Beginner's Guide to Easier Line Art Using Vector Layers




Line art takes me forever, but I do love the look of clean lines. So inevitably I find myself drawing line art. Thankfully, Clip Studio Paint has a bunch of features to make line art much easier for me. So for beginners unfamiliar with drawing line art in Clip Studio Paint, here are some ways I like to use things like vector layers, border effects and more to speed up and improve my line art drawing process.

Vector vs Raster layers

So let's begin with what is the difference between vector and raster layers in Clip Studio Paint? Firstly, vector layers are made up of connecting points, lines and polygons, and they can be infinitely scaling and use vector only tools within Clip Studio Paint. And this is better for line art in an illustration process. Meanwhile, raster layers are made up of colored grids, and scaling results in pixelated looks due to the grid system.

Firstly, there are a lot of points here when making a random stroke, as you can see. To reduce the number of control points on a vector line, all you need to do is go to simplify vector line and use this pen tool to draw where you want there to be less control points. This will simplify the amount of control points.

Now, when doing vector lines, you can see these points are connected in a somewhat squiggly shape. If you'd like the shape to be straight instead of curved, you can go under tool property > control point and then Switch Corner to switch between this being a curved or straight edge.

Now the connecting lines between these two points are straight instead of curved. You can switch it back just by clicking on it again.

Now I've quickly drawn a head shot to demonstrate some more features in Clip Studio Paint’s vector modes. One of the features I use most often in drawing line art in Clip Studio Paint is the thicken and narrow features under *Correct Line > Correct Line Width. You can choose either thicken or narrow the width of the line and make it thinner and thicker and adjust the amount of thickness or thinness.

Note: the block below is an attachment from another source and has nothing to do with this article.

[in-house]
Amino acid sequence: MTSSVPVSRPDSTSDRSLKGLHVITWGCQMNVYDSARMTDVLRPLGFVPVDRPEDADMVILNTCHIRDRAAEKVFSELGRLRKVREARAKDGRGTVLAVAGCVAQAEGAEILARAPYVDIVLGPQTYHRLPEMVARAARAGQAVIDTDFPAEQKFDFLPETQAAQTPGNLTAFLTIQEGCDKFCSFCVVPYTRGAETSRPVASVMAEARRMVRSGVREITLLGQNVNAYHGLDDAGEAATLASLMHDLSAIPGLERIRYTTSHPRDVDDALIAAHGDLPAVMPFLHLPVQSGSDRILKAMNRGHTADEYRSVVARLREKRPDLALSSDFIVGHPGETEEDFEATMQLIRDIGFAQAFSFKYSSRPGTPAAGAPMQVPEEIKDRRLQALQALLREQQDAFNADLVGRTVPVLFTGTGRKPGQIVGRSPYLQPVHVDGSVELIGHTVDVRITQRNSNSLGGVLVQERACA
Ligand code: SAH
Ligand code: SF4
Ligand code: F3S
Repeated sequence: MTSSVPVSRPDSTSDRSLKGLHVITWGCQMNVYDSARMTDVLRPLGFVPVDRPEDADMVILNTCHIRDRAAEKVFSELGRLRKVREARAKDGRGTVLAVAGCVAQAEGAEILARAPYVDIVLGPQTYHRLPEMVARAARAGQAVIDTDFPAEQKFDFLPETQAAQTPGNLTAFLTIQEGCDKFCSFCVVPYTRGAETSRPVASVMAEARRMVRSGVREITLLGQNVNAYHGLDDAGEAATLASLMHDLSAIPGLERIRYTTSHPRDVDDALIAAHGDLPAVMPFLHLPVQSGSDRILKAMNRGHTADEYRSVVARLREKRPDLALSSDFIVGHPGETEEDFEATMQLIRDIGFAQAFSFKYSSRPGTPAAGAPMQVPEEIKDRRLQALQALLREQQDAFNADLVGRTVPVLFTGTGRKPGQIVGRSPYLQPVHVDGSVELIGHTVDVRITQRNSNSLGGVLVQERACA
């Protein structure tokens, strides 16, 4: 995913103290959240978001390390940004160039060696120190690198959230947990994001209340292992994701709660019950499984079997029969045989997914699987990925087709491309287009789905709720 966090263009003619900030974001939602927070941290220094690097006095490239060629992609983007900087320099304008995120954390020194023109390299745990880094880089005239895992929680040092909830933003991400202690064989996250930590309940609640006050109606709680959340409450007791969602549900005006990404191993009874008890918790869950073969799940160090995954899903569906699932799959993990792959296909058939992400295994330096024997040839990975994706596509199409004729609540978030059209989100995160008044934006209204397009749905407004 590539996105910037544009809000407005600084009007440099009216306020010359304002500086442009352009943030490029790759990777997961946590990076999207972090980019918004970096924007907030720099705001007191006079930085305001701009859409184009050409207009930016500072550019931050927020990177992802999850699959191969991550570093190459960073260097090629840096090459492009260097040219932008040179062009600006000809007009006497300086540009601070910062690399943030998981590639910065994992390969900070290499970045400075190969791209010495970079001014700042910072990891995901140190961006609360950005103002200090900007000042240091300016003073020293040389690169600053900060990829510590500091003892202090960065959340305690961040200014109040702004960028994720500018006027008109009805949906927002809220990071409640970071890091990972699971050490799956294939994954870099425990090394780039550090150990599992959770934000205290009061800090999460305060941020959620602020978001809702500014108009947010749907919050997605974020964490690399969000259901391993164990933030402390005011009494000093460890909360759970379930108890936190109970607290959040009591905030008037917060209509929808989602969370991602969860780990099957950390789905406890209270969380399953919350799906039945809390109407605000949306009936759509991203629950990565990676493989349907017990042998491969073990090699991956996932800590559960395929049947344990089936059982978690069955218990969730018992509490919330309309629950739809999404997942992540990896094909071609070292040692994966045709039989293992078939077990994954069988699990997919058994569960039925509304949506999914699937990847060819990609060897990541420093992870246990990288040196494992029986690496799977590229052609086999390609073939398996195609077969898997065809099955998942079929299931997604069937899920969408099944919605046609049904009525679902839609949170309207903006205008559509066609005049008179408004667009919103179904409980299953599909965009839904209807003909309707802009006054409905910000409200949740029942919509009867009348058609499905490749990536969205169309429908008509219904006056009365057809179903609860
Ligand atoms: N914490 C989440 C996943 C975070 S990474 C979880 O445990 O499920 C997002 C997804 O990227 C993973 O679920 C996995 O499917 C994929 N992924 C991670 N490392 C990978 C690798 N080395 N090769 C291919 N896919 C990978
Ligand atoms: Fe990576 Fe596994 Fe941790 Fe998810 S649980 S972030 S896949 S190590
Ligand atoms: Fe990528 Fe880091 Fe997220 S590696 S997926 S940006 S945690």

One of my favorite parts about drawing lines in vector is being able to use the vector eraser. You can try things like erase up to intersection, erase whole line, or erase touching. Make sure the “Vector Eraser” box is checked and you are on a vector layer to access these tools.

When you aren't using the vector eraser, then erasing with the brush actually creates a new line which is transparent, instead of removing the vector points beneath it.

Vector layers might be better for line art, however, they're much less suitable for painting and coloring. For example on a vector layer, you do have a lot of control over lines and being able to erase up to intersection however you please, but if you wanted to blend two colors together, it won't be possible due to how vectors use points and polygons.

Raster layers do not have the same erasing or line correction tools, but can blend colors and use color mixing or color stretch. You can also lock transparent pixels.

Converting Border to Line art

You can also use the border effect to line organic or complex shapes, such as long hair, and add black lines on top of the white blocks of color for more detail.

If you use a white pen and black border color, to turn it into line art, first rasterize the layer you are on. Make sure the border effect is now not visible as an active layer property effect.

Then, go to Edit > Convert brightness to opacity.

Now it’s converted into black and transparent line art.

Changing Brush Shapes

If you are using vector mode to line your drawing, and want to change the brush shape after finishing, first click on the pen or brush you want to use. Then, click the wrench icon under Tool Property to “Show [Sub Tool Detail Palette]”.

Go to brush shape > Current brush shape and click “Add to presets”.

Go to object > select area by dragging, then select all line art points on the vector layer.

Click the wrench icon / sub tool detail under the Tool Property: Object panel.

Select brush shape from preset. You can use the brush you added earlier, or a default brush shape.

So using these methods, you can see that I got three different results using three different brushes by just using the select object tool and changing the brush tip. I did not need to redraw the line art, since I used vector layers.

After adding some shade and color, here was the final demonstration image.

I explained more in depth on my YouTube video, so if you’d like, please check it out.


I hope this was helpful!



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